“There was one little girl who wanted an extra piece of cake at dinner, but I wasn’t able to give her one. Sometimes there’s enough food for seconds, and sometimes there isn’t. I saw the disappointment on her face and told her that I’d be sure to give her an extra slice the next day. She’d forgotten by dinner the next night, so I reminded her, and her face lit up so bright! It was adorable. I hope that if I do things now to touch these children who are in the shelter, maybe 10-15 years from now, they’ll remember and be kind to others. That’s how life works.”
Carla says the most influential part of her short journey of living at The Salvation Army were her interactions with Majors Ernest and Debbie Hull, who were corps officers in New Orleans when she arrived and now serve as corps officers in Amarillo, Texas.
“The greatest thing I got out of The Salvation Army was Major Debra Hull,” Carla said. “Major Debbie had a brand of discipline that I grew up with, and I give her all the credit for my sanity while living in the shelter. I just love her. Majors Hull both told me not to worry. They would find me help, and everything would be okay. That’s what kept me going. Those two are incredible people.”
Carla and Majors Hull both share New York as their hometown and bonded over their shared culture.
“Both Major Debra Hull and I love Carla,” Major Ernest Hull said. “She’s a wonderful person. We’re so proud of the effort she put in while in the shelter. She did everything she needed to do for her success. We were in COVID-19 isolation lock-down with her for 54 days in the shelter, so we became close. Carla became like a sister to us.”
A corps social worker reached out to Carla one day and told her that it was time to start working on an exit plan. Carla asked her to help look for a new home because she wasn’t familiar with New Orleans well enough to understand the best neighborhoods for her to live in.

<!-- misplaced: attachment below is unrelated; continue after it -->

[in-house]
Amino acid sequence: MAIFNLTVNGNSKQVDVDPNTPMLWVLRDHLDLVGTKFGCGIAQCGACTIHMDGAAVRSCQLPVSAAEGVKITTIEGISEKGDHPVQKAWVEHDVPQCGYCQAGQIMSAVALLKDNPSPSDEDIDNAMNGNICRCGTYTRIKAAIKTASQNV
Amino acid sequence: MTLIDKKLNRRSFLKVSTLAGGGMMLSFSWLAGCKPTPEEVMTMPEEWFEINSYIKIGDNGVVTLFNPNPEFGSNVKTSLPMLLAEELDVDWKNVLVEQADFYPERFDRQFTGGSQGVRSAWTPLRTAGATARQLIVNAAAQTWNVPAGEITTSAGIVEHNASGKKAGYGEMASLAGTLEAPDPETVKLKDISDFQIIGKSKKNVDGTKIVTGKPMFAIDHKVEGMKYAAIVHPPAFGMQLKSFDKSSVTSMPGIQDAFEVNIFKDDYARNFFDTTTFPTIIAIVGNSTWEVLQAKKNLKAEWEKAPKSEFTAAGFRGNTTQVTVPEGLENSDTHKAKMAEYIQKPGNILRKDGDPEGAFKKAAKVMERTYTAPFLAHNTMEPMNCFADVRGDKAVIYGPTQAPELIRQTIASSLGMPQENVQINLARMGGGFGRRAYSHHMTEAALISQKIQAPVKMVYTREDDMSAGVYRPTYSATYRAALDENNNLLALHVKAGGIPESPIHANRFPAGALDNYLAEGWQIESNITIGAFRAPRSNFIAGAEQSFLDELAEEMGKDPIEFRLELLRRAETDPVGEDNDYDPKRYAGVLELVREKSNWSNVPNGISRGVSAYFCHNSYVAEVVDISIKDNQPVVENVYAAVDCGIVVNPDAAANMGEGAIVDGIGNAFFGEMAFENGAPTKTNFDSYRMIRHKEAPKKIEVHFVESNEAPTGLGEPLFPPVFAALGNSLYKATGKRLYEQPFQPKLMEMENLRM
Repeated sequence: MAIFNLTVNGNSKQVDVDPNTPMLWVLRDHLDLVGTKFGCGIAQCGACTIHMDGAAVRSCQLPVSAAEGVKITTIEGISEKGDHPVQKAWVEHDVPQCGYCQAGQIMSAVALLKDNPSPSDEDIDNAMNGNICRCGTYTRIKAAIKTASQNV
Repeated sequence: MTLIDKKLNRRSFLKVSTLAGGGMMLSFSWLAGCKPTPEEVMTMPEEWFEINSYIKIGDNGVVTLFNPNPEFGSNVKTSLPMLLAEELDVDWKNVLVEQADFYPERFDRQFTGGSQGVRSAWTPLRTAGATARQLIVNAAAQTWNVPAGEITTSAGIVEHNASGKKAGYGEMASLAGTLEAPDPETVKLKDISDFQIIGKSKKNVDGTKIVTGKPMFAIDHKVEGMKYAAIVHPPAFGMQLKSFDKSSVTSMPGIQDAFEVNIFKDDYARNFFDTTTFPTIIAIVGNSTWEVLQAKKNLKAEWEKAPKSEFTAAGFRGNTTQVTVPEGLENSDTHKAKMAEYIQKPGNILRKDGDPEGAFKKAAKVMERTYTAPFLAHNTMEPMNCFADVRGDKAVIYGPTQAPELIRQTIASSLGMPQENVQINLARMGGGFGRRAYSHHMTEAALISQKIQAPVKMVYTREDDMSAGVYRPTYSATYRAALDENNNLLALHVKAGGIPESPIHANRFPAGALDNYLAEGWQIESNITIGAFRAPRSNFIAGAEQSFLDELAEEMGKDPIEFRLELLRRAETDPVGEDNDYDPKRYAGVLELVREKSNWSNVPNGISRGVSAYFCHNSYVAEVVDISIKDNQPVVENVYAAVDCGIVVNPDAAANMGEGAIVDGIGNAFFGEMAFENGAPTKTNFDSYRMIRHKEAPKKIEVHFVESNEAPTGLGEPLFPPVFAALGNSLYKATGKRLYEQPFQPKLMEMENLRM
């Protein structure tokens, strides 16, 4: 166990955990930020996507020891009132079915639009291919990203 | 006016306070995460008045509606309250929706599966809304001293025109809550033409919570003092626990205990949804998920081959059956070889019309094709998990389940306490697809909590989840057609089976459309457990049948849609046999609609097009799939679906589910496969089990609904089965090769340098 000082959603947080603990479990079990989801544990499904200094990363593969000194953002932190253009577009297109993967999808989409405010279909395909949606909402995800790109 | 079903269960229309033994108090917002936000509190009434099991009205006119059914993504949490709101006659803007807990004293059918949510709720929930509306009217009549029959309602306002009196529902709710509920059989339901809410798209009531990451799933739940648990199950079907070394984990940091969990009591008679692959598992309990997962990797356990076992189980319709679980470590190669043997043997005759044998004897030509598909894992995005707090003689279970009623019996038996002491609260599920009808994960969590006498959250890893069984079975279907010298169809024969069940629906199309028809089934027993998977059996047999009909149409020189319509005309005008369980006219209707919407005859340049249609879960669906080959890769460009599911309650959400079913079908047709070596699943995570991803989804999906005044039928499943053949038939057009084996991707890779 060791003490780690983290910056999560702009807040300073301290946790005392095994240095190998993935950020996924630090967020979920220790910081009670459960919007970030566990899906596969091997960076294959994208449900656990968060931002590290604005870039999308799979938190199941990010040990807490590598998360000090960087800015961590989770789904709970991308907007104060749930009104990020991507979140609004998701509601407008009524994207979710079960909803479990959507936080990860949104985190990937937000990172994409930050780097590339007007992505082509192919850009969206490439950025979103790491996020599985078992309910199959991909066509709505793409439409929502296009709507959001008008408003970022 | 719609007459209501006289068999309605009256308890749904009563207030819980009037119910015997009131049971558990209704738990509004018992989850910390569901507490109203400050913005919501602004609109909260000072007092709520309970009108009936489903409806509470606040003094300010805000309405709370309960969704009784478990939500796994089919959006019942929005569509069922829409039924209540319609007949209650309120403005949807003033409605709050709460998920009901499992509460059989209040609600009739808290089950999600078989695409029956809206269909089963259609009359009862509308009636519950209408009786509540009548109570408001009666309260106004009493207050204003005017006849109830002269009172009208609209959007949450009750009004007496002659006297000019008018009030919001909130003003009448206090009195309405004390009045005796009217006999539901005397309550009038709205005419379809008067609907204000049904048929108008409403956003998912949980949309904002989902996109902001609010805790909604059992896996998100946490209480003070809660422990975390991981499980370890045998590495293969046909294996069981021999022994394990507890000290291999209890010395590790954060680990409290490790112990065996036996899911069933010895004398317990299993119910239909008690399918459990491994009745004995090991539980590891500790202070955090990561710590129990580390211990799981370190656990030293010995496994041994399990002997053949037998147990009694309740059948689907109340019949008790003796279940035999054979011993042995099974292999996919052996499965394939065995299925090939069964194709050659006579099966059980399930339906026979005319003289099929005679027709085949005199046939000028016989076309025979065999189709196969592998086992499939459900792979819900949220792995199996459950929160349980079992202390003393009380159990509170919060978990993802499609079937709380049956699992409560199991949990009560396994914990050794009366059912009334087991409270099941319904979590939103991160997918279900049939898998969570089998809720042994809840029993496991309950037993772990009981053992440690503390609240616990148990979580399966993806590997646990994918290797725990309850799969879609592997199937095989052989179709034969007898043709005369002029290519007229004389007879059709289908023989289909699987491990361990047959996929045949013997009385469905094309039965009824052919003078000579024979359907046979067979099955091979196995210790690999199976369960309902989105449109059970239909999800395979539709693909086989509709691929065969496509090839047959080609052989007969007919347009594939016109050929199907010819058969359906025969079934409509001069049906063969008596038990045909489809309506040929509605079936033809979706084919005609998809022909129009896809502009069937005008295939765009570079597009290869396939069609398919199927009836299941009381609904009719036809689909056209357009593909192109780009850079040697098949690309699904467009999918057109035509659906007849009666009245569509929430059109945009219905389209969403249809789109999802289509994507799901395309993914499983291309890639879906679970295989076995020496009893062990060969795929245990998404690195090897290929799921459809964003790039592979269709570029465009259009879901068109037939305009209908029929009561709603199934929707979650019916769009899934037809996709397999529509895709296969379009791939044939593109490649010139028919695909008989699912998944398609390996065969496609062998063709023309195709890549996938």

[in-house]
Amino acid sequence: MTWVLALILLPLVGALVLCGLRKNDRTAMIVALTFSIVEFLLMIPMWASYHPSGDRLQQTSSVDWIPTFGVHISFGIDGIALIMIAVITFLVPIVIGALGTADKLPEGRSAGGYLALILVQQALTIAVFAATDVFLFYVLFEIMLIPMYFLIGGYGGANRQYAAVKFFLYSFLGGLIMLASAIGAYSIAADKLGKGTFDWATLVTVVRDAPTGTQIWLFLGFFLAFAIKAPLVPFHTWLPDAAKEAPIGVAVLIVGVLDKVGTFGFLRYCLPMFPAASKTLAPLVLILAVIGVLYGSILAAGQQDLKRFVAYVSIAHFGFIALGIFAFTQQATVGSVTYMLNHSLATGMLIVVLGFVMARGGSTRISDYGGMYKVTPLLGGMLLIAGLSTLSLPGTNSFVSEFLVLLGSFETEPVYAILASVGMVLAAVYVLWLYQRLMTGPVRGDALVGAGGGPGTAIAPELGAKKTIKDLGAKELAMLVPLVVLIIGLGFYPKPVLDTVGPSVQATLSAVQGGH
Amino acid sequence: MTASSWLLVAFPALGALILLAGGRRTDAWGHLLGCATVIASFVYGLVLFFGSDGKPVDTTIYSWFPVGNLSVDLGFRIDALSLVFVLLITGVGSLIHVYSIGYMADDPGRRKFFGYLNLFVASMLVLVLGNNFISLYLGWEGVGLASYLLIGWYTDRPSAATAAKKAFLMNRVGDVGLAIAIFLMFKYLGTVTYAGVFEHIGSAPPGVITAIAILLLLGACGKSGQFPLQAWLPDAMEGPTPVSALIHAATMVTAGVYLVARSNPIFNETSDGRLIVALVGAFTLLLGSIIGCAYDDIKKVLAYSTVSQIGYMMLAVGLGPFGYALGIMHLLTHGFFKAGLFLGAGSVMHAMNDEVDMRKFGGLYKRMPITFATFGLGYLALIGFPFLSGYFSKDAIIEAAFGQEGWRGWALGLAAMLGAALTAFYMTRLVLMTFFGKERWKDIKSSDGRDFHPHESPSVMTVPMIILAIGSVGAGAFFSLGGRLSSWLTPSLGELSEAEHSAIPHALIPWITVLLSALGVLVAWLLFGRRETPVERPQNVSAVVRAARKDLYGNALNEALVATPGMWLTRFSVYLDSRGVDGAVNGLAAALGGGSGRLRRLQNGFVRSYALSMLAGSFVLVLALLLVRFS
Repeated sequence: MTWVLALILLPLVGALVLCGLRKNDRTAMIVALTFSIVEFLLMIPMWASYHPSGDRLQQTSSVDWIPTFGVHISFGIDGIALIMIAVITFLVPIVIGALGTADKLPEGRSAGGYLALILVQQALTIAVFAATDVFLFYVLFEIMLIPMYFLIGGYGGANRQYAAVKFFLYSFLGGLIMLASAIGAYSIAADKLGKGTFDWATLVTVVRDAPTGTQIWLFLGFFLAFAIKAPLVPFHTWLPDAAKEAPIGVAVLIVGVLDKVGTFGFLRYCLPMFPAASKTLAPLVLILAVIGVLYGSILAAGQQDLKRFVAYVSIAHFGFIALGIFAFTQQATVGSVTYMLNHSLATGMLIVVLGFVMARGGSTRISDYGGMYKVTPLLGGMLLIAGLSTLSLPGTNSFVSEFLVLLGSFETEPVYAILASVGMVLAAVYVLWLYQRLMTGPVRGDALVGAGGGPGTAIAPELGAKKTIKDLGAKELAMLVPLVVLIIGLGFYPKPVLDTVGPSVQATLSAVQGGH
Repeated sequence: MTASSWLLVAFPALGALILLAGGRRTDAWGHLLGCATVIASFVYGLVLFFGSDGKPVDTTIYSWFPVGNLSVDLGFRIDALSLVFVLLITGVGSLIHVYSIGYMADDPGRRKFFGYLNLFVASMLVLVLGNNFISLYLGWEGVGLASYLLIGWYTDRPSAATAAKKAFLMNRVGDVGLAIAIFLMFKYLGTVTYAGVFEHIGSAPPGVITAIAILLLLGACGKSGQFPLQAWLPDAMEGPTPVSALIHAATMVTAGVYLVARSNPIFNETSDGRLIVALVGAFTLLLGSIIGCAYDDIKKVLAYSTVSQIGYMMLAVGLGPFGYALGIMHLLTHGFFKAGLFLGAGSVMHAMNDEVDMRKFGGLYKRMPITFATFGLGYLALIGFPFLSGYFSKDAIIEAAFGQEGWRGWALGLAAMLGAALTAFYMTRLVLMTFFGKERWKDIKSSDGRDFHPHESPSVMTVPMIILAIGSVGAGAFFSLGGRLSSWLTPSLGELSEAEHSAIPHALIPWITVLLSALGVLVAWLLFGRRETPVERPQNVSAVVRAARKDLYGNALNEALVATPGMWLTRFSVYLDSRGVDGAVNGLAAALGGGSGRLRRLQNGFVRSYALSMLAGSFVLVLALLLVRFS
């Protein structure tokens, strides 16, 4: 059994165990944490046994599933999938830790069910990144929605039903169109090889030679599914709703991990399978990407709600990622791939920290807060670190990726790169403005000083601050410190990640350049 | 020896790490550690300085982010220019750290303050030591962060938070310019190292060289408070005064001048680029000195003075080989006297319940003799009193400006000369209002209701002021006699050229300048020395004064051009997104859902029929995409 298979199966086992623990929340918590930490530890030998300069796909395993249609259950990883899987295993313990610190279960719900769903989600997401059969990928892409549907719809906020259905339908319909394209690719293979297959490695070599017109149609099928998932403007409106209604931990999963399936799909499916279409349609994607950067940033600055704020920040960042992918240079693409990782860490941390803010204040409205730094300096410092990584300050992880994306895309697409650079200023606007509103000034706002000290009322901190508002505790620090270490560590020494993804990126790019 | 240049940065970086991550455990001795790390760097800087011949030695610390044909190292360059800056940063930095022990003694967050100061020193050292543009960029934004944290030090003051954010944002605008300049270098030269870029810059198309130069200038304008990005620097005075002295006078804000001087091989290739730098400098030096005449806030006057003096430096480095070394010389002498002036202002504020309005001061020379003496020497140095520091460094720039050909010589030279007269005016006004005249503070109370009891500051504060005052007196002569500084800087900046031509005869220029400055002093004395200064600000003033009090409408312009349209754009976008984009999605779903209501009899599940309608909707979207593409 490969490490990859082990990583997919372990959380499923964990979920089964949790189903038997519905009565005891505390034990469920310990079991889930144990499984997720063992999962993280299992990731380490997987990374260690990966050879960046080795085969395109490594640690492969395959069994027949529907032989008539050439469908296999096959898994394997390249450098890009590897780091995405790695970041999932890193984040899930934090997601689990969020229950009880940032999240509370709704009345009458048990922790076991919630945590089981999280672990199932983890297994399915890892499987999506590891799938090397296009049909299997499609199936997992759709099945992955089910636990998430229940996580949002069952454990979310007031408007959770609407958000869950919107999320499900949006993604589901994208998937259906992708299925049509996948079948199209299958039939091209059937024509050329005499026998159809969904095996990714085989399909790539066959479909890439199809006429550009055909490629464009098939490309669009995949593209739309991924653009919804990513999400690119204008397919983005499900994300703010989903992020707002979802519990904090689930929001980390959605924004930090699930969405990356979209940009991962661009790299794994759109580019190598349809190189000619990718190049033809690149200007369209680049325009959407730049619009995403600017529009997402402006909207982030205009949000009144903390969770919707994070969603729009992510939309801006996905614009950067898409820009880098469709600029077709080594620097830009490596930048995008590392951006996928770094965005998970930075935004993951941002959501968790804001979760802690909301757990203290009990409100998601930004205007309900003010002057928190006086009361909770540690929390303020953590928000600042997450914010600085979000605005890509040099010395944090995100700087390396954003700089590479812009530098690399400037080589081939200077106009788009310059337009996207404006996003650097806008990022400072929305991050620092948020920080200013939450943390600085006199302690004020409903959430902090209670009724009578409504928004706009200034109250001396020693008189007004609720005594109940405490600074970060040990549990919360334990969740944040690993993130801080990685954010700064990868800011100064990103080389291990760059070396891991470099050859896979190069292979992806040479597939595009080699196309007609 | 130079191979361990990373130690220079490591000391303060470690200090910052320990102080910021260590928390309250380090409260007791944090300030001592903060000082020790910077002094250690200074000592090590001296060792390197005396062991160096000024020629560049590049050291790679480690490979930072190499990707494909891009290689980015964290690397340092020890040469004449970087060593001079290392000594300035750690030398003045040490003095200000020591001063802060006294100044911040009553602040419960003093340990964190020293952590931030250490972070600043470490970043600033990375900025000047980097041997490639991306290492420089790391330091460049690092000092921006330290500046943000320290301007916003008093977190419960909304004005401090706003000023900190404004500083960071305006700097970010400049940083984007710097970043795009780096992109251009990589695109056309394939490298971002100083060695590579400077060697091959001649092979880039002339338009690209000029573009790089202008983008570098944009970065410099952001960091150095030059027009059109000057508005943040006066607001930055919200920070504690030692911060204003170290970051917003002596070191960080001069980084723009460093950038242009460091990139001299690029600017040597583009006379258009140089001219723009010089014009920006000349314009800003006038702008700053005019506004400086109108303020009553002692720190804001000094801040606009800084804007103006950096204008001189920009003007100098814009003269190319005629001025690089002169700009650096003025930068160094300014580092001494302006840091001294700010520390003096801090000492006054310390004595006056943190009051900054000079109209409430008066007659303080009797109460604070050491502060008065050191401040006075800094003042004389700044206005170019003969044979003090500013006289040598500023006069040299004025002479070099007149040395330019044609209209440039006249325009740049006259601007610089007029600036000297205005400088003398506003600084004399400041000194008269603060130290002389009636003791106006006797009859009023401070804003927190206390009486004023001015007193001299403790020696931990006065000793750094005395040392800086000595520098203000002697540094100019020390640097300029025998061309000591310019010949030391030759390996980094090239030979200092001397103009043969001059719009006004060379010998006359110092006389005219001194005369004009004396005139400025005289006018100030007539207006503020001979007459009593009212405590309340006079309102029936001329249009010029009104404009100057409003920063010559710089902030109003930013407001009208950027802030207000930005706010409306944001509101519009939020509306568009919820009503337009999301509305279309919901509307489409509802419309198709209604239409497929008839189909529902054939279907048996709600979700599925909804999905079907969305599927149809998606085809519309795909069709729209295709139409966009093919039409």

“New Orleans is providential and backward to me! I don’t understand it, but that’s part of its charm. The people don’t move fast; everything is fluid,” Carla said.
She found an apartment within a day and began the process of moving in.
“I love the city,” she said. “I’ve been here before. I worked for Blain Kern in the ’90s. I left and went back home to New York for a while, but I’m back now. I live near the French Quarter. Everything is within walking distance. It’s so convenient. I like being near the river. The Mississippi River and I have an amicable relationship.”
Although she has returned to living independently, Carla enjoys returning to the shelter daily to positively contribute to people’s lives as a cook who can share a message of perseverance.
“You can lose your mind. You can literally lose your mind when you are homeless,” said Carla. “I went from living in an apartment by myself for 15 years to living in a dorm room with 32 women who have all kinds of problems. I don’t get ruffled by a lot of things. I’m a New Yorker. I’m a progressive thinker. I see where people in the shelters are dealing with a lot. Multiple personality disorder, drug addiction, women who have dealt with abuse, or have dealt with the death of a child. I can see these people struggling to overcome their past. You see how some of them are so strong.”
“It’s important for everyone to know that you can make a situation as good or as bad as you want,” Carla said. “I’m happy to be able to spread a message of faith and strength to the people of The Salvation Army.”
(Shared from the blog of The Salvation Army Alabama-Louisiana-Mississippi Division.)